If you have an iPhone, the Apple Watch is far and away the best fitness tracker. The only downside perhaps (besides the battery life) is that Apple’s health software has historically been somewhat lacking. It’s not uncommon to see Apple Watch users immediately transfer their data to more useful and easily actionable software, like Strava or Nike Run Club. But that could all change with a whole host of new fitness features debuting in WatchOS 9.
If features like measuring stride length and vertical oscillation work as intended, they could easily turn the Apple Watch into the best running watch and best watch for endurance athletes, period. That’s in addition to a whole host of brand-new features on the new Series 8, such as crash detection and a body temperature sensor that will help people who want to become pregnant track their fertility. Here, we break down all the top new features in WatchOS 9. Don’t forget to check out our Best Apple Watch and the Best Apple Watch Accessories guides for more.
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Is Your Apple Watch Compatible?
Will your watch be able to download WatchOS 9? The following models are compatible:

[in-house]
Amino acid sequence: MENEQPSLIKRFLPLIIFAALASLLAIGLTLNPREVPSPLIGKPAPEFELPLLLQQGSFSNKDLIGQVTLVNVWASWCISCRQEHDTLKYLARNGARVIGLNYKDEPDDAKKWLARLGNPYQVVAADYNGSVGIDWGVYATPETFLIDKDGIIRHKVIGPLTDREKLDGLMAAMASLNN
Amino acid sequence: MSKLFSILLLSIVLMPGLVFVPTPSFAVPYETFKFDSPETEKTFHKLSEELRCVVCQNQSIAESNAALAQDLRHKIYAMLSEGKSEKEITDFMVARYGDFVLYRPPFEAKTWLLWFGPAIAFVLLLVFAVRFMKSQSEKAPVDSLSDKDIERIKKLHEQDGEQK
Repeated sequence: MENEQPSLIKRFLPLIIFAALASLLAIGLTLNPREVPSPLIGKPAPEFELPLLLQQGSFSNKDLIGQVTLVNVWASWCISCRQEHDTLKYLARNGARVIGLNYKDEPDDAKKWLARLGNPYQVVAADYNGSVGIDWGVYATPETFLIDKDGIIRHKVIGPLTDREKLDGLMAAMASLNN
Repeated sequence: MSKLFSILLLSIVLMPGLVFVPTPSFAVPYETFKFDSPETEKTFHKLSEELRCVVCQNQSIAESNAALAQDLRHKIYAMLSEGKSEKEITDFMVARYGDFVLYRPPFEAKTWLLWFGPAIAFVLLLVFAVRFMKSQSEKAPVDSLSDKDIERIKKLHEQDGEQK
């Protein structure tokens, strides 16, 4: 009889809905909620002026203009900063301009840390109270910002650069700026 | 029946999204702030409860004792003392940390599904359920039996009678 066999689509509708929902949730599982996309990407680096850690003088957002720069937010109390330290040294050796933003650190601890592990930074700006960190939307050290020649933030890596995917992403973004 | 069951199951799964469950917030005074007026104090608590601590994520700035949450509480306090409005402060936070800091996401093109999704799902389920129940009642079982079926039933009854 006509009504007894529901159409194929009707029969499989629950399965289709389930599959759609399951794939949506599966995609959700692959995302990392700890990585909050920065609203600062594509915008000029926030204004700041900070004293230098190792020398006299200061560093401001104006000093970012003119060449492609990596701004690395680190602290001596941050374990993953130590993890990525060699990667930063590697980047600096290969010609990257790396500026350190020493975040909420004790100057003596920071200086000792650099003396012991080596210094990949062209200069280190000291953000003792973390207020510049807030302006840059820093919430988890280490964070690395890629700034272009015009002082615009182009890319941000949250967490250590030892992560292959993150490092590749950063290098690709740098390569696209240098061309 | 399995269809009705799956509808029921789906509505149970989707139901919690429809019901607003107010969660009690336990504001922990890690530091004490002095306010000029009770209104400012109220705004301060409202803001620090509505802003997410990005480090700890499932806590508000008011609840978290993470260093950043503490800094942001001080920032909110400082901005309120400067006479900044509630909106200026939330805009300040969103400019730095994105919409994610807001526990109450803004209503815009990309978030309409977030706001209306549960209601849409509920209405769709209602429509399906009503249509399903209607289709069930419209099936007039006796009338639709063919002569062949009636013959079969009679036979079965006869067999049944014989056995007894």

- Apple Watch Series 4
- Apple Watch Series 5
- Apple Watch SE (2020)
- Apple Watch Series 6
- Apple Watch Series 7
- Apple Watch SE (2022)
- Apple Watch Series 8
- Apple Watch Ultra
You’ll also need an iPhone with support for iOS 16, which includes the iPhone 8 (2017) or later. You can check out our iOS 16 features roundup for instructions on how to download the new OS on your handset.
How to Install WatchOS 9
You can install WatchOS 9 with either your iPhone or your Apple Watch. Whichever method you choose, you’ll want to make sure your iPhone is connected to Wi-Fi and running iOS 16, and that your Apple Watch battery is at 50 percent (at least). You’ll also have to make sure your watch and iPhone are next to each other, to keep them in range.
To update your watch using your iPhone, open the Apple Watch App and tap on the My Watch tab. Then tap General > Software Update and Download. From there, you’ll see a progress wheel on your Apple Watch indicating the update has begun. If you choose to install an update directly on the Apple Watch, you’ll have to make sure the watch is connected to Wi-Fi. Then open the Settings app on your watch and tap General > Software Update > Install.